Like the Senators at the federal level, the Senators at the State level were also appointed by a different part of the constituency than We the People. However, at the State level, the second half of the dual constituency was the counties.
The State Senate districts were the county lines, with one Senator per county, regardless of population (as with the U.S. Senate where it is two Senators per State, regardless of population). However, that was semi-permanently changed by the federal courts (an unconstitutional action in itself) in 1964 when the Warren Court ruled in Reynolds v. Sims that Alabama, and therefore all of the other States, could no longer have the counties appoint State Senators because, in the opinion of the court, the method established by the Founding Fathers is undemocratic.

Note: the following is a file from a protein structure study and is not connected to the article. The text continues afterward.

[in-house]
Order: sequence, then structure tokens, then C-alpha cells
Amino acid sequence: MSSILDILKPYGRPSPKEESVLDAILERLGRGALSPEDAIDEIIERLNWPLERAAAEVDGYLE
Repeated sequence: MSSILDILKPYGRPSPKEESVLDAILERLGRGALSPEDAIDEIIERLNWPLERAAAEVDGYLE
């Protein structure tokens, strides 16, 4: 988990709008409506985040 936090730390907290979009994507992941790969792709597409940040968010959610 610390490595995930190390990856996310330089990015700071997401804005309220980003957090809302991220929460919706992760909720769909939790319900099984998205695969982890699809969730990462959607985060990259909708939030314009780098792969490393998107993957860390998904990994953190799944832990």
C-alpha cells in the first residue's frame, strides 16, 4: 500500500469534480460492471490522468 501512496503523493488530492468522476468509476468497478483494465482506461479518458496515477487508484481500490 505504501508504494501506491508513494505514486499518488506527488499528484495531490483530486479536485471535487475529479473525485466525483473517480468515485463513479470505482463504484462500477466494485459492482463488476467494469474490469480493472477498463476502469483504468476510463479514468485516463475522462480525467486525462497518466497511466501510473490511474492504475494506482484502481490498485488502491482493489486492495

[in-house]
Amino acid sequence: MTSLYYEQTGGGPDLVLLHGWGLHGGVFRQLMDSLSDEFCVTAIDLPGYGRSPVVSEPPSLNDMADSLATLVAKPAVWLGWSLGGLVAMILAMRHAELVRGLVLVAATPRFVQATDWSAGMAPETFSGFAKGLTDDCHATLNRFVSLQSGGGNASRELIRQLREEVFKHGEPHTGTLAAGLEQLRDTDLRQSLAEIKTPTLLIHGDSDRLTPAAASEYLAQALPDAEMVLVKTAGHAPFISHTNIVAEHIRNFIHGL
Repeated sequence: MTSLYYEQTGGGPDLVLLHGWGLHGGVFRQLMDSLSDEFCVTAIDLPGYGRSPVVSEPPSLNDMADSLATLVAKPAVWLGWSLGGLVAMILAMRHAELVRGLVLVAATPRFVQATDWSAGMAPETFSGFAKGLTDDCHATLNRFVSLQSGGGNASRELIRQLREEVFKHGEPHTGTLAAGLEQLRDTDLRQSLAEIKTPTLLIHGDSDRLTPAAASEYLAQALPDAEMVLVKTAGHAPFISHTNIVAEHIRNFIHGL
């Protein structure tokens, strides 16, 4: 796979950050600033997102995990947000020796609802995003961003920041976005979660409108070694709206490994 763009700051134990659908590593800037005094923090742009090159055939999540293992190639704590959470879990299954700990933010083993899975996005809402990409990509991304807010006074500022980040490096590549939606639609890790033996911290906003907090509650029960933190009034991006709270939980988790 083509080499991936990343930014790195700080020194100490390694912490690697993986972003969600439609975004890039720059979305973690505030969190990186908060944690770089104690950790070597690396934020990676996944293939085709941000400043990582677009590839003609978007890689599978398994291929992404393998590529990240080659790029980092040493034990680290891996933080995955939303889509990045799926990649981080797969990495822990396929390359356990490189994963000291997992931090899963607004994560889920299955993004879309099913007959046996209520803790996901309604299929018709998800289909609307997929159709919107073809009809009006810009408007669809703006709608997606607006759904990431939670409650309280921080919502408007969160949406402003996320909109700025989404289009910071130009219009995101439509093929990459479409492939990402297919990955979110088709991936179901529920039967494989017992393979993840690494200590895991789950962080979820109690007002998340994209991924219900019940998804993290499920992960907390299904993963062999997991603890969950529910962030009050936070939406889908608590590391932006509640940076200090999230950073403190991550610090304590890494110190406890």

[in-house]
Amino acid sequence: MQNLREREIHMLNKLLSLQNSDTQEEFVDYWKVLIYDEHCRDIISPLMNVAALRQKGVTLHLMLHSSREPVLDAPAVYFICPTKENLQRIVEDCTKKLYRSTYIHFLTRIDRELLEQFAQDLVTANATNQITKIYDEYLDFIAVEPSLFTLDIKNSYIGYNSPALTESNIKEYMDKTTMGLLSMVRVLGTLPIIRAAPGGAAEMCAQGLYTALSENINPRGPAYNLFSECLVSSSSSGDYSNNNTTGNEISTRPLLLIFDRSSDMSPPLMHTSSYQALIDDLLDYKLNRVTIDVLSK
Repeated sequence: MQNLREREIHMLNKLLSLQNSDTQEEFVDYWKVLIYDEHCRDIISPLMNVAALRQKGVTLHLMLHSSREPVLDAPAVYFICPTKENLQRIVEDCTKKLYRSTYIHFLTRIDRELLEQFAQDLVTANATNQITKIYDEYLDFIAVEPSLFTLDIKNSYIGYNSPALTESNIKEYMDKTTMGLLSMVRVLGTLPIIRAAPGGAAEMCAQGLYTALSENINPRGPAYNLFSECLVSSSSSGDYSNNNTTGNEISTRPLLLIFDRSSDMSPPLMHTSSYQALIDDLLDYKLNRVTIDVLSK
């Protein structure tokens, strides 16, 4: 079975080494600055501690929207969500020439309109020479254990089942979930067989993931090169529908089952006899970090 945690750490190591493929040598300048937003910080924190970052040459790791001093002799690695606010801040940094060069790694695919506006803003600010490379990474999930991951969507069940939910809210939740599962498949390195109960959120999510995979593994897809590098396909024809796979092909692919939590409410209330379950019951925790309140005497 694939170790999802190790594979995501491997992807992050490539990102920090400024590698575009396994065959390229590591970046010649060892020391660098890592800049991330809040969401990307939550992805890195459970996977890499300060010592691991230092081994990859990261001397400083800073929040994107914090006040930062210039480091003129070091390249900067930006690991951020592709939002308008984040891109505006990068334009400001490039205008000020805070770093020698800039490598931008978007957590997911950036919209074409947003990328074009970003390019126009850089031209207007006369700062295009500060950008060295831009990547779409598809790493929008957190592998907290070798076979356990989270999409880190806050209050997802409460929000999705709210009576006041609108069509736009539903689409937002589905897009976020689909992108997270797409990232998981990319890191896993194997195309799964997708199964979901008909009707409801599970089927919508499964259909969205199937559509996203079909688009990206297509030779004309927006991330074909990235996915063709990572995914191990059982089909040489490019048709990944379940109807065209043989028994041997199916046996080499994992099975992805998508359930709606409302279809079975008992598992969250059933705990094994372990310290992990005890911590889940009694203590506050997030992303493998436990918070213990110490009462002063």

The court violated Article IV., Section 4 of the U.S. Constitution. It does not say that the United States shall guarantee to each State a democratic form of government. It calls for the federal government to guarantee a republican form of government, which must include the counties appointing the State Senators, rather than them being voted in democratically by gerrymandered districts that have rural senate districts consisting of multiple counties, and Los Angeles County being the home of more than a dozen state senatorial districts.
The Founding Fathers understood that tyranny always rises out of population centers, so they did all they could to ensure the rural voice had a little help against the totalitarian march of mob-rule, a.k.a. democracy. Thomas Jefferson even suggested that the United States should do what it could to be a largely agrarian society, so that large cities did not overpopulate the landscape, and threaten to steal liberty with their communitarian ideas.